Delay in grant of sanction for prosecution would not lead to quashing of charges, says Apex Court
The Supreme Court on Tuesday reiterated that the four-month statutory provision for granting sanction to prosecute government officials in criminal cases, including graft matters, is “mandatory”, saying the delay in prosecuting the corrupt “breeds a culture of impunity” and leads to “systemic resignation” to the existence of corruption in public life. The apex court Bench headed by Justice B R Gavai, in a significant verdict, ruled, “The competent authority shall be accountable for the delay and be subject to judicial review and administrative action by the Central Vigilance Commission under … The CVC Act.”
In 2012, Supreme Court in the landmark Judgment – Subramanian Swamy Vs Manmohan Singh – held that the competent authority must take a decision within 3 months plus a grace period of one month (in total four months). The Bench comprising Justices G S Singhvi and A K Ganguly delivered the judgment on then Prime Minister Manmohan Singh not taking the decision on Subramanian Swamy’s petition for sanction to prosecute the Telecom Minister A Raja in the 2G Scam.
The Bench of Justices B R Gavai and P S Narasimha on Tuesday, in its 30-page verdict, however, said though the delay in granting the sanction to prosecute can be assailed in the High Courts and the top court, it would not be a ground for quashing the criminal cases against government officials. The Judgment said the sanctioning authority must bear in mind that public confidence in the maintenance of the rule of law, which is fundamental in the administration of justice, is at stake here.
“By causing a delay in considering the request for sanction, the sanctioning authority stultifies judicial scrutiny, thereby vitiating the process of determination of the allegations against the corrupt official,” said the verdict, reiterating the Subramanian Swamy Vs Manmohan Singh 2012 Judgment.
“Delays in prosecuting the corrupt breeds a culture of impunity and leads to systemic resignation to the existence of corruption in public life. Such inaction is fraught with the risk of making future generations get accustomed to corruption as a way of life. Viewed in this context, the duty to take an early decision inheres in the power vested in the appointing authority to grant or not to grant sanction,” it said.
Three months period, extended by one more month for legal consultation, is available to the appointing authorities for granting sanction to CBI and other probe agencies to prosecute public servants in criminal cases under section 197 of the Code of Criminal Procedure and under Section 97 of the Prevention of Corruption Act. The bench was hearing the appeal of a government official Vijay Rajamohan against a Madras High Court verdict.
The HC had allowed the appeal of CBI against an order of the trial court which had discharged Rajamohan on the ground that the sanction to prosecute was vitiated due to non-application of mind in a disproportionate assets case of Rs.79.17 lakh. The CBI made the application for sanction for prosecution on September 08, 2015, and it was granted on July 24, 2017, after a delay of a year and ten months. It dismissed the appeal and left it to the accused government official to seek appropriate remedy.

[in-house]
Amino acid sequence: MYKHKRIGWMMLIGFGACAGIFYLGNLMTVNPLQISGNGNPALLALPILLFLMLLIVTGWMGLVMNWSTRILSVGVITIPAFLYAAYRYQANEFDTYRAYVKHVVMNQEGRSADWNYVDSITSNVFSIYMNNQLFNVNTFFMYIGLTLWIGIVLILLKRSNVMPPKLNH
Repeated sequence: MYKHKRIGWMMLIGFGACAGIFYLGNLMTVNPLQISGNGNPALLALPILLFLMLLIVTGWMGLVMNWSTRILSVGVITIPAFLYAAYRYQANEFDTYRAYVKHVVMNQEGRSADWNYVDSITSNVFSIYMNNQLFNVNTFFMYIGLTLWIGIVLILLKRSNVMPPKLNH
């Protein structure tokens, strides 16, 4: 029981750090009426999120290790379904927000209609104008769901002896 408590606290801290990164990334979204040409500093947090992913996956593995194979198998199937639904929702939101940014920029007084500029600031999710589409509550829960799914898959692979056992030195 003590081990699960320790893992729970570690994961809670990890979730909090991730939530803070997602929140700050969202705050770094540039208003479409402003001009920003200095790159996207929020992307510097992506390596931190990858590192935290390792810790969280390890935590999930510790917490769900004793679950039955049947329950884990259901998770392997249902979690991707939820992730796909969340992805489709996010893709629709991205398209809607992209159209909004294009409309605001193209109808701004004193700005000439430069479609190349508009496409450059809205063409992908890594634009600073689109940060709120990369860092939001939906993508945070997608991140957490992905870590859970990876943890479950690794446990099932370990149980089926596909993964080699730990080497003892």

The court dealt with legal issues including whether the statutory period for the appointing authority to decide upon a request for sanction is mandatory or not. “The …Issue is answered by holding that the period of three months, extended by one more month for legal consultation, is mandatory. The consequence of non-compliance with this mandatory requirement shall not be quashing the criminal proceeding for that very reason. The competent authority shall be accountable for the delay and be subject to judicial review and administrative action by the CVC…,” said the apex court Judgment.
The Supreme Court also held that upon expiry of the statutory period, the aggrieved party, be it the complainant, accused, or victim would be entitled to approach the high court concerned. The aggrieved parties are entitled to seek appropriate remedies, including directions for action on the request for sanction and for the corrective measure on accountability that the sanctioning authority bears.
“This is especially crucial if the non-grant of sanction is withheld without reason, resulting in the stifling of a genuine case of corruption. Simultaneously, the CVC shall inquire into the matter in the exercise of its powers under… And take such corrective action as it is empowered under the CVC Act,” it said. The Judgment also said the statutory scheme under which the appointing authority could seek and consider the advice of the CVC can neither be termed as acting under dictation nor a factor that could be referred to as an irrelevant consideration.
“The opinion of the CVC is only advisory. It is nevertheless a valuable input in the decision-making process of the appointing authority. The final decision of the appointing authority must be of its own by application of an independent mind. The issue is, therefore, answered by holding that there is no illegality in the action of the appointing authority, the DoPT, if it calls for, refers, and considers the opinion of the Central Vigilance Commission…,” said the apex court’s judgment.
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Nations owes to Dr. Swamy for many things….. one man army